Friday, December 29, 2006


Playing with Glasses

No, not playing with glasses, but playing music while wearing eyeglasses. My once-perfect eyes began to fail when I turned 40 - almost to the day. I had to start using reading glasses - at first to read those paperbacks with the miniscule fonts. Over time I found I started needing reading glasses to read the newspapers, and memos at work, and so on. For many years I carried reading glasses - simple magnifiers - in my shirt pocket and slipped them on only when needed. But when it got to where I could no longer see the numbers on my speedometer, I started wearing bifocals full-time. My distance vision has remained acute - it is only just recently that I've had to add a minor correction to the main part of the glasses. I still use my reader glasses for general reading and computer work.

Now the problem. No matter how close or far away I put the music stand, I can't see the notes without glasses. If I wear the bifocals, I have to tilt my head back in order to use the magnifiers, causing a crick in my neck. I tried lowering the music stand so I wouldn't have to peer through those small little bifocal windows, but it didn't help much, I still can't scan the whole page, or read ahead. So I have to wear my readers when I play my cello. Even though reading glasses aren't really intended for use at that distance (about 2-1/2 to 3 feet), they have worked out OK, which pretty much takes care of the issues about reading the music at home.

But now, when I go to orchestra, I can only see my music. The conductor, her baton, and anything else going on in the room are pretty much blurred out by my reader glasses. I end up having to wear them lower on my nose and peer over the top of them to see what else is going on. So, I once again find myself tilting my head back to see the score, I may as well just use the bifocals...

I think what I really need is a reverse bifocal, with the bottom part taking up 2/3 to 3/4 of the lens and leaving the top portion for distance vision. My optomotrist said he'd never seen this type of setup (after a quick glance at me to see if I was kidding him or maybe to see if I was crazy...)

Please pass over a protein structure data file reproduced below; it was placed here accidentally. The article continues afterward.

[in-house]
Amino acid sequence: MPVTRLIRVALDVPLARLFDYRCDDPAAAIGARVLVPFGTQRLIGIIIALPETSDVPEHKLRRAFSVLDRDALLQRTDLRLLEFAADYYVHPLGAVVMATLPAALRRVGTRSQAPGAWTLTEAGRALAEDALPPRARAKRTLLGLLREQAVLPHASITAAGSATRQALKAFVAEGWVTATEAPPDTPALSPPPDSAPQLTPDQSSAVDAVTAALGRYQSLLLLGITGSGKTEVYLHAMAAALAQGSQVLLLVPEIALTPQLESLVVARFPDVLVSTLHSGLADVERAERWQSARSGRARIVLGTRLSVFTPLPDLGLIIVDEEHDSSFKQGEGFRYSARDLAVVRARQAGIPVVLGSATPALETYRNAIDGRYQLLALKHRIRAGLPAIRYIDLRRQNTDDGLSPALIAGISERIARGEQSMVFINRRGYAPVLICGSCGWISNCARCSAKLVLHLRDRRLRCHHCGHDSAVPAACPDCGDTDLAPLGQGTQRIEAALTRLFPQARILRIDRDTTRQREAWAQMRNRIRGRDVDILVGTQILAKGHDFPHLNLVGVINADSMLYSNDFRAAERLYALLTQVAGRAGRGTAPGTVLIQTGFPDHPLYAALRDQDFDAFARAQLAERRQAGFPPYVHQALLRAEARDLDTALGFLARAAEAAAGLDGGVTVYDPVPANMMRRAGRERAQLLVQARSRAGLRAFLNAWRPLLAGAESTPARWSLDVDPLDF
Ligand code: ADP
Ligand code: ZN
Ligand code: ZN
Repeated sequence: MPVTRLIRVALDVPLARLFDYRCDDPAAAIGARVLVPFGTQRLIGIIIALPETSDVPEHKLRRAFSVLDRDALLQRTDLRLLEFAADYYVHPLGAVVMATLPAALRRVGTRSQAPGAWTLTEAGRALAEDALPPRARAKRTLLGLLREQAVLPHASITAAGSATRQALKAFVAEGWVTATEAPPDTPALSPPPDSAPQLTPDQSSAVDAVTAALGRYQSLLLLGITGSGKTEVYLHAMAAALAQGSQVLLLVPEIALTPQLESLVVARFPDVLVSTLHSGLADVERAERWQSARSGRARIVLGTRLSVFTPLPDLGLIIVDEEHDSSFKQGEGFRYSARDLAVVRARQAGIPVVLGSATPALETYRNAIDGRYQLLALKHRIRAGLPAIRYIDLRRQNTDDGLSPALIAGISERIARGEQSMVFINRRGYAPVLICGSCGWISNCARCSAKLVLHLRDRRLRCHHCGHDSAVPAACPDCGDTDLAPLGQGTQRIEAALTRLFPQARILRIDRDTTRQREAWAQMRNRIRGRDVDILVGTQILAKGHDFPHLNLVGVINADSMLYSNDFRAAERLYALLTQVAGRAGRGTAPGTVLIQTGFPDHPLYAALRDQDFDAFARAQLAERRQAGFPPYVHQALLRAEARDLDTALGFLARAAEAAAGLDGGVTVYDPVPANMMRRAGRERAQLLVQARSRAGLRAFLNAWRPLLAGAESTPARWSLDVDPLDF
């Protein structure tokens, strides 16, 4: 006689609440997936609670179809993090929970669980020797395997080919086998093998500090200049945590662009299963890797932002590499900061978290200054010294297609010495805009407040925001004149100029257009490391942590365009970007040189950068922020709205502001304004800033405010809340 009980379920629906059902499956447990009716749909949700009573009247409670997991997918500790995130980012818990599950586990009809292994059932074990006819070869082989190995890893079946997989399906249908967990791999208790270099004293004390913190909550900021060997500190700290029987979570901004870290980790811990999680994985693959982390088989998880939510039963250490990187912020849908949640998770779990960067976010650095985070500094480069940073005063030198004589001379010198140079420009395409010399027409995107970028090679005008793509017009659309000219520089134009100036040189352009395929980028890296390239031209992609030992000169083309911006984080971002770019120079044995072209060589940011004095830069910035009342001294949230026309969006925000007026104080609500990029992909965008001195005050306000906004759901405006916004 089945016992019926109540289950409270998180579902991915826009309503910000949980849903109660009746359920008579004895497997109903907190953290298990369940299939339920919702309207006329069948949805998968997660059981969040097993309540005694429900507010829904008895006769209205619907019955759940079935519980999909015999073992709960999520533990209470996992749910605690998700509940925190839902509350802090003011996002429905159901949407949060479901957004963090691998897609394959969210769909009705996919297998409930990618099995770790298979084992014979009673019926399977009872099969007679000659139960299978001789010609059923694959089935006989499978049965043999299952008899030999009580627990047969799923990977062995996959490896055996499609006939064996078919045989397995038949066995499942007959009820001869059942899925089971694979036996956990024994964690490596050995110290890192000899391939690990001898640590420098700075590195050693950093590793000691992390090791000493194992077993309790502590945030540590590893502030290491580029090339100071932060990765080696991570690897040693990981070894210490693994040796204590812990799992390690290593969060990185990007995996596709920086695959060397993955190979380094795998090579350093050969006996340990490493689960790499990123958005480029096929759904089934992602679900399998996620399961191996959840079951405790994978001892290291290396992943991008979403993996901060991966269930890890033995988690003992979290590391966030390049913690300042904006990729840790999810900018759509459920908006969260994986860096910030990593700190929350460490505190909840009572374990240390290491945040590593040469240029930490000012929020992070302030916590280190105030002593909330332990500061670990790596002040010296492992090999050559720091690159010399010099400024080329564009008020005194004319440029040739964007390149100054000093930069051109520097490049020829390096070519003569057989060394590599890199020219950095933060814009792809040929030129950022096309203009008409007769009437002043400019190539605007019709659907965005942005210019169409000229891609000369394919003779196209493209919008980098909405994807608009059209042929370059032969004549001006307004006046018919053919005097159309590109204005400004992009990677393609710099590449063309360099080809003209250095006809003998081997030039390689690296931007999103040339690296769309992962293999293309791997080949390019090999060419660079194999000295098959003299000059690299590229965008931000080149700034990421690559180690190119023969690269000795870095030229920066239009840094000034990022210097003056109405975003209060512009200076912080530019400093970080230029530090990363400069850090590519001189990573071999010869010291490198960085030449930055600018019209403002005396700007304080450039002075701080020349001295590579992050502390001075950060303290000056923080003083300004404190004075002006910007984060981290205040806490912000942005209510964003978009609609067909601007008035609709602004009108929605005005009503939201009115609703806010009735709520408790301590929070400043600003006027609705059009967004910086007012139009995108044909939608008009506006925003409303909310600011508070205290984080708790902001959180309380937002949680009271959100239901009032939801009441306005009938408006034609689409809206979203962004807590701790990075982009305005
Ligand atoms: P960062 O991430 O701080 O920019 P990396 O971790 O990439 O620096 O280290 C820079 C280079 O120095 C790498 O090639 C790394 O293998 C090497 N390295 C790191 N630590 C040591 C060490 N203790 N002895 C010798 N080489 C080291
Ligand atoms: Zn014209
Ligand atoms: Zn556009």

I'm guessing most other musicians who wear glasses have a similar problem. But how do people deal with it?

I don't know if it's a coincidence, but after I read this entry, I read this blog which dealt with the same subject and which referred to this article. I hope you find your answers here.
As for myself, I don't need reading glasses yet, but I have 'normal' glasses to see things at a distance (TV, the conductor). A few years ago when those really small frames were trendy I had a hard time finding a fashionable frame with which I could read music and see the conductor without having to lift my had a whole lot.
And 'this article' is this one
As per my eye doctor's suggestion I brought some sheet music along with the measurement distance to the music stand when I went to get my eyes checked. Then I had a pair of single-vision special glasses made up just for reading music. This has been working well for me for the past 5 years. I have a stronger distance perscription for driving, but sometimes I use those "music glasses" for watching TV.
After a couple of years of trial and error, I also ended up wih a pair of intermediate distance glasses (similar to computer glasses) with a small bifocal lense at the bottom. I tried without the bifocal at first, but found I really needed it when I was marking my part. The main lense is great for reading the music and adequate to see the conductor.
I wonder if a big "magnifying screen" would help...
Thanks for all the feedback. Somewhere I recently saw a computer-screen/music stand (for more than $1000)- which hopefully would allow for larger fonts...

Another vision-challenged player in my orchestra group painstakingly rewrites his music with bigger notes and wider/darker staff lines, using oversized sheets cut down from poster paper.

I think I'll bring some music to my optomotrist and ask if there is a middle distance prescription that might work for me...
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